By Sangameswaran S
(Reuters) - Chipotle Mexican Grill Inc (N:CMG) shares jumped more than 11 percent premarket on Wednesday, as analysts called its recruitment of Taco Bell chief executive Brian Niccol a potentially "transformational moment" after two years of brand-crushing food-safety scandals.
However, they cautioned that Niccol - the man behind "Doritos Locos Tacos" and a savvy marketer who could transform Chipotle's menu - would need at least a year to make an impact as chief executive.
Some underlined the stark differences in Taco Bell and Chipotle's business models and the scale of the burrito chain's problems in two years that saw its stock sink nearly 50 percent.
Of 37 analysts who cover the stock there were no changes in ratings on the news.
But after another round of results last week that offered few major new ideas on how to turn around Chipotle's battered public reputation, they said Niccol's appointment was at least a step in the right direction.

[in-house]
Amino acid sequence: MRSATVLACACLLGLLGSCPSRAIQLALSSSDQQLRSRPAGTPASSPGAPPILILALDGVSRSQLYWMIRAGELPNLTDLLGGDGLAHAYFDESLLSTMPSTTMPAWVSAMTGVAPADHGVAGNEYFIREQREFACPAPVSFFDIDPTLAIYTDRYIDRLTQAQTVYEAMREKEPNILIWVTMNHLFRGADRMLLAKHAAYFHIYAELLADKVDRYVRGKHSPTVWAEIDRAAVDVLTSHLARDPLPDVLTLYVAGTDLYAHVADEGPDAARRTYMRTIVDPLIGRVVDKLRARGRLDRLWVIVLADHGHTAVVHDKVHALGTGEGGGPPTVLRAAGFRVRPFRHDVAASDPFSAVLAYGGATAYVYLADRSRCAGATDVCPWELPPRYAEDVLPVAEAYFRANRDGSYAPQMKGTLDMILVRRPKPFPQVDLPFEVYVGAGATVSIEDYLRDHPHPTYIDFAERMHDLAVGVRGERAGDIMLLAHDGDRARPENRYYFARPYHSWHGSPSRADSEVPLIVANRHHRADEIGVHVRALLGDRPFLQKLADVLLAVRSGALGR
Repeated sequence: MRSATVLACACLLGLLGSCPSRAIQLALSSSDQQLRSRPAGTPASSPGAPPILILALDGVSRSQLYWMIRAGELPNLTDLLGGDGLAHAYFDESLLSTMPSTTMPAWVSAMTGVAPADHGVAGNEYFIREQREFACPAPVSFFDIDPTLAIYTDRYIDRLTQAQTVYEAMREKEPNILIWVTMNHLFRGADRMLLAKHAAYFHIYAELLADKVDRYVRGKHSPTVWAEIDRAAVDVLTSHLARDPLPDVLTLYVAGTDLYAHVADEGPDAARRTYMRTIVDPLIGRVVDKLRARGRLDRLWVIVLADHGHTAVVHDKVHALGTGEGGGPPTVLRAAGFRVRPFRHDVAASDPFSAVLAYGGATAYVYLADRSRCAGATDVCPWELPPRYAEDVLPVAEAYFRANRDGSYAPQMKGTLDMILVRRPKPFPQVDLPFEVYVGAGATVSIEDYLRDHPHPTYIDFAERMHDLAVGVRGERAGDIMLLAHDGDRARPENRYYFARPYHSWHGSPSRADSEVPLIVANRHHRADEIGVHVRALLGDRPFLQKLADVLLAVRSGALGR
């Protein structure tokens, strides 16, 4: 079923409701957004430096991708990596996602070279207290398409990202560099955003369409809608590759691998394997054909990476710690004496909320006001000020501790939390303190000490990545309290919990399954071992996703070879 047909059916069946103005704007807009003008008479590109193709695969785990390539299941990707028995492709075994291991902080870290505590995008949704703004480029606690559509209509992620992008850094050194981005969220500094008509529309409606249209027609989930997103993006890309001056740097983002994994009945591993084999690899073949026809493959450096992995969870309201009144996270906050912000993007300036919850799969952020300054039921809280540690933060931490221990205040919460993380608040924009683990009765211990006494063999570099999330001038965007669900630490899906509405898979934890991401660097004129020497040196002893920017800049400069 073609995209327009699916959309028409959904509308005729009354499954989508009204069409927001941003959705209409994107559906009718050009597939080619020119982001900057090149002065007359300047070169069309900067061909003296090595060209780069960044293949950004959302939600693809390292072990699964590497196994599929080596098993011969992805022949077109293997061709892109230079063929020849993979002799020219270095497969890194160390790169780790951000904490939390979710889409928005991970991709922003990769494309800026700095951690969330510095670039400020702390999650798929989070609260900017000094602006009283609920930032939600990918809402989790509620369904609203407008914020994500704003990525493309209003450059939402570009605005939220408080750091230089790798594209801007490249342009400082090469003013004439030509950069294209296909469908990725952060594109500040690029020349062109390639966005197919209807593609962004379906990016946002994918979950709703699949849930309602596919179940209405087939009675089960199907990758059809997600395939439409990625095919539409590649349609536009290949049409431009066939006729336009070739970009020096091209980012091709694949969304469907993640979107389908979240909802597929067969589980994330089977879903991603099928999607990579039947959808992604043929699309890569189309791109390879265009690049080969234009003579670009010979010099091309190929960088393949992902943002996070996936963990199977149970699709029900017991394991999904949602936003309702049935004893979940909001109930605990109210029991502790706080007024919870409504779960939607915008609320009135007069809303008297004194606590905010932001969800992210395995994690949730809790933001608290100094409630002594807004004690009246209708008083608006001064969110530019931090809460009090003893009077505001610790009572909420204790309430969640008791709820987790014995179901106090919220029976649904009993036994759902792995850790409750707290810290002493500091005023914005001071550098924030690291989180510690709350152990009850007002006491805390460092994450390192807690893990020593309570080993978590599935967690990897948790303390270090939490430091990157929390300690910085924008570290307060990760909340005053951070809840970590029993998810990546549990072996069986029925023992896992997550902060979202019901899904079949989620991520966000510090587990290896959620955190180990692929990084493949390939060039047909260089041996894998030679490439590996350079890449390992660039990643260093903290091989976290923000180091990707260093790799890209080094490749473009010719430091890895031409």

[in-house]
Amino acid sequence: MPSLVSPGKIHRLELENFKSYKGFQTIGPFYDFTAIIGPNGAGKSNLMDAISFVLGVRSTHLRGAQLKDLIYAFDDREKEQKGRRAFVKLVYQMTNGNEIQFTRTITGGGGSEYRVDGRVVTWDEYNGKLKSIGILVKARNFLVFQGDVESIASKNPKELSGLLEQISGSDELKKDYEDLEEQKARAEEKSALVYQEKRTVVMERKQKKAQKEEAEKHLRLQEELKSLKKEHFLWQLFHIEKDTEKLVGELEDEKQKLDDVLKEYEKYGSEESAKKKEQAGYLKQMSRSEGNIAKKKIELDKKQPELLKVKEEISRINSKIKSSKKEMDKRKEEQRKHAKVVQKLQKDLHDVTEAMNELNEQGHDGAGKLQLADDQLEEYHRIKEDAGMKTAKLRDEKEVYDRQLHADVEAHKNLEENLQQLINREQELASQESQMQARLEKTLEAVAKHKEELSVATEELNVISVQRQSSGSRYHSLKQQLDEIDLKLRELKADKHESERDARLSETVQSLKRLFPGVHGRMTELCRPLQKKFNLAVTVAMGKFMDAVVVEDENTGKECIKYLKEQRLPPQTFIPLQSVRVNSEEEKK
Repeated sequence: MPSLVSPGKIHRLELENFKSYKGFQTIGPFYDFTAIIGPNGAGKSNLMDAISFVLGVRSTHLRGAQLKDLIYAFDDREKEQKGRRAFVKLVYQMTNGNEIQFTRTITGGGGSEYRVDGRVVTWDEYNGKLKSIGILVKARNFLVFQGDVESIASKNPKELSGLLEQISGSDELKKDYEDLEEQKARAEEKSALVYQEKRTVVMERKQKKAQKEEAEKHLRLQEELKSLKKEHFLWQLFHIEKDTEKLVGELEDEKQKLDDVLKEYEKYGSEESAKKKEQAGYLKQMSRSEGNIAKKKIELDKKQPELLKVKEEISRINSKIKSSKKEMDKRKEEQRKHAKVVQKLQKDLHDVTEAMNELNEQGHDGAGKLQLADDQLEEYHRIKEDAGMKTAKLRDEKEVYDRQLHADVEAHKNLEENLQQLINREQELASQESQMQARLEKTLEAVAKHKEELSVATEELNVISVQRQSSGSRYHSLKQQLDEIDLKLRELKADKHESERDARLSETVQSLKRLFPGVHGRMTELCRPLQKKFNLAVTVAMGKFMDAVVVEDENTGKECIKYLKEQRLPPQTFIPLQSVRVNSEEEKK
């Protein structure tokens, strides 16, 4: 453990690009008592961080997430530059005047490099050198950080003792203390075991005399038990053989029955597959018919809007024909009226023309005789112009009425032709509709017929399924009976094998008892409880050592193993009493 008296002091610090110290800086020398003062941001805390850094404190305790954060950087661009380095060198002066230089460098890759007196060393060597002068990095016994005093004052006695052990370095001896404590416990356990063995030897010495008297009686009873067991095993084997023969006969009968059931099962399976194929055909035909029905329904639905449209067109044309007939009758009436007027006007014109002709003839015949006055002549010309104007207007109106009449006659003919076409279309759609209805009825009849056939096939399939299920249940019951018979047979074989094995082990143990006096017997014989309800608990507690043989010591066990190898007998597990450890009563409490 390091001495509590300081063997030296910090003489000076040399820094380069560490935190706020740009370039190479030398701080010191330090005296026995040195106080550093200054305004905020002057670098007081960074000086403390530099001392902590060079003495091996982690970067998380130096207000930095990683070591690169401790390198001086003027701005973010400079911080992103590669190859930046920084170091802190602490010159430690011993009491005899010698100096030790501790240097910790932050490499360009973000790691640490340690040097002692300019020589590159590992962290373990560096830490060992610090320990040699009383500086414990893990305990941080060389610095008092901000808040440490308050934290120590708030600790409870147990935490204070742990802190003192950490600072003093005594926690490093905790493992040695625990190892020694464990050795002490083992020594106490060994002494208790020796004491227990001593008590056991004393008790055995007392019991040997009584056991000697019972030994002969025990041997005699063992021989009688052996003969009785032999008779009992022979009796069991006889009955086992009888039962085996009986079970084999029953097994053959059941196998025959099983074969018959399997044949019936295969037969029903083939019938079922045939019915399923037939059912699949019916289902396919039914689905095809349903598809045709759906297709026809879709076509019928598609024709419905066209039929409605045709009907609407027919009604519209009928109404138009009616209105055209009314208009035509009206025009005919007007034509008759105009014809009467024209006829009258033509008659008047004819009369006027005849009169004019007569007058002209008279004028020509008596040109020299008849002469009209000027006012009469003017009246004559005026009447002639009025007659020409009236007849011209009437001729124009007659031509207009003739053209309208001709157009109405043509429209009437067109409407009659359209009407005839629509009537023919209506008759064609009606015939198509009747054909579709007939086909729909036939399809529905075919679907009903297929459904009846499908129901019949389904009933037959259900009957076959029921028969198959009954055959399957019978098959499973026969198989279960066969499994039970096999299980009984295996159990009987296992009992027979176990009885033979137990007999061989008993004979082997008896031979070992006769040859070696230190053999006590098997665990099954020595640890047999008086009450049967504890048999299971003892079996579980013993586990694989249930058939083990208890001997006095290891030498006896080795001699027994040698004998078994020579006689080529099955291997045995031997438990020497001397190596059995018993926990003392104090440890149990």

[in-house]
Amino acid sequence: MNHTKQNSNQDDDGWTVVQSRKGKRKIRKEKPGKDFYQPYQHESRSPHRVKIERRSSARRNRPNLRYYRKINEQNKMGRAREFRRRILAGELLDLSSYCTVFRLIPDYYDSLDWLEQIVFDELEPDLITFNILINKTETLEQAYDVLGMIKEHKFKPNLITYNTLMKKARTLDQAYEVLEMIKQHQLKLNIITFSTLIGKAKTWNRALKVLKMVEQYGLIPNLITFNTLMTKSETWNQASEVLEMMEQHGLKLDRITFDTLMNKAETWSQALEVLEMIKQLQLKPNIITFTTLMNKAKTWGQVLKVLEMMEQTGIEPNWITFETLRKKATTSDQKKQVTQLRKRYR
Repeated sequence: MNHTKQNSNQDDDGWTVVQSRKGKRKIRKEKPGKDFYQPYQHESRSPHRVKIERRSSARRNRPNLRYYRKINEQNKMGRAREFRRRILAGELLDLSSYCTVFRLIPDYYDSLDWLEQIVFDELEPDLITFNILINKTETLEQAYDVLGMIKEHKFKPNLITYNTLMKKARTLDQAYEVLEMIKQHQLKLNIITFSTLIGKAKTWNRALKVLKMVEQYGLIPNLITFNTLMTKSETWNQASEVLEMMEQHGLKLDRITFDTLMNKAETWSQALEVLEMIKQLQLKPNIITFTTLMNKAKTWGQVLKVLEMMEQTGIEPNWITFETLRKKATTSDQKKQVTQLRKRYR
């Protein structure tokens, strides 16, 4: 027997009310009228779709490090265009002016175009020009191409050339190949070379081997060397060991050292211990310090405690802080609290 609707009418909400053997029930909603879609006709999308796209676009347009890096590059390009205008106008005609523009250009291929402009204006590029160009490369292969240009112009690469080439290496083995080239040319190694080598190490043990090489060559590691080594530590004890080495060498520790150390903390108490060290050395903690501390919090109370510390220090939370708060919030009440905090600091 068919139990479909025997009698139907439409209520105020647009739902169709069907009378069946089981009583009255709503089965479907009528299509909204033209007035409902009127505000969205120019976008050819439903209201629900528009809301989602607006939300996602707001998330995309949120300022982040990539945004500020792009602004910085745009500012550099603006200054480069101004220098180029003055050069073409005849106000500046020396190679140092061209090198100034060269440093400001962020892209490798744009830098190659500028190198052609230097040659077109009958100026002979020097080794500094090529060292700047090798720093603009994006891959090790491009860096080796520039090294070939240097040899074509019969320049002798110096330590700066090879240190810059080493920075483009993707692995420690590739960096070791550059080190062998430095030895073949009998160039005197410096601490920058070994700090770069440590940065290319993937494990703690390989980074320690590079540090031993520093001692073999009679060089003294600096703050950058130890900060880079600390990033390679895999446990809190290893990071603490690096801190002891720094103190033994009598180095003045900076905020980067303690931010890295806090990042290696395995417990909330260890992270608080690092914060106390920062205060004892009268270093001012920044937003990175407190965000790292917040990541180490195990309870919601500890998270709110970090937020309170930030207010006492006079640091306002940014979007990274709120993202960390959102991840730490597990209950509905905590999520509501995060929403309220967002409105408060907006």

Niccol checks all the boxes for the skill set Chipotle needs, including operational expertise, turnaround experience, brand management knowledge and credibility with investors, several analysts said.
"We're hard-pressed to find a better fit for Chipotle's CEO position than Brian Niccol," Morningstar analyst R.J. Hottovy said in a note.
At Taco Bell, Niccol has largely been credited for mastering mobile ordering and introducing food options such as Doritos tacos and Nacho Fries, which were a big hit among customers.
BTIG analyst Peter Saleh said he expected the new CEO would lean on his past success driving sales at Taco Bell by introducing breakfast, limited-time-offers and compelling marketing to help improve trends at the company.
But Saleh stuck to his neutral rating for the company.
"Niccol was critical to Taco Bell's turnaround, but we note CMG is starting in a position of far greater weakness," Cowen analyst Andrew Charles said.
"Further, we note Mr. Niccol has less experience with cost management, given Taco Bell is a primarily franchised brand compared to Chipotle's 100 percent company-operated model," Charles said.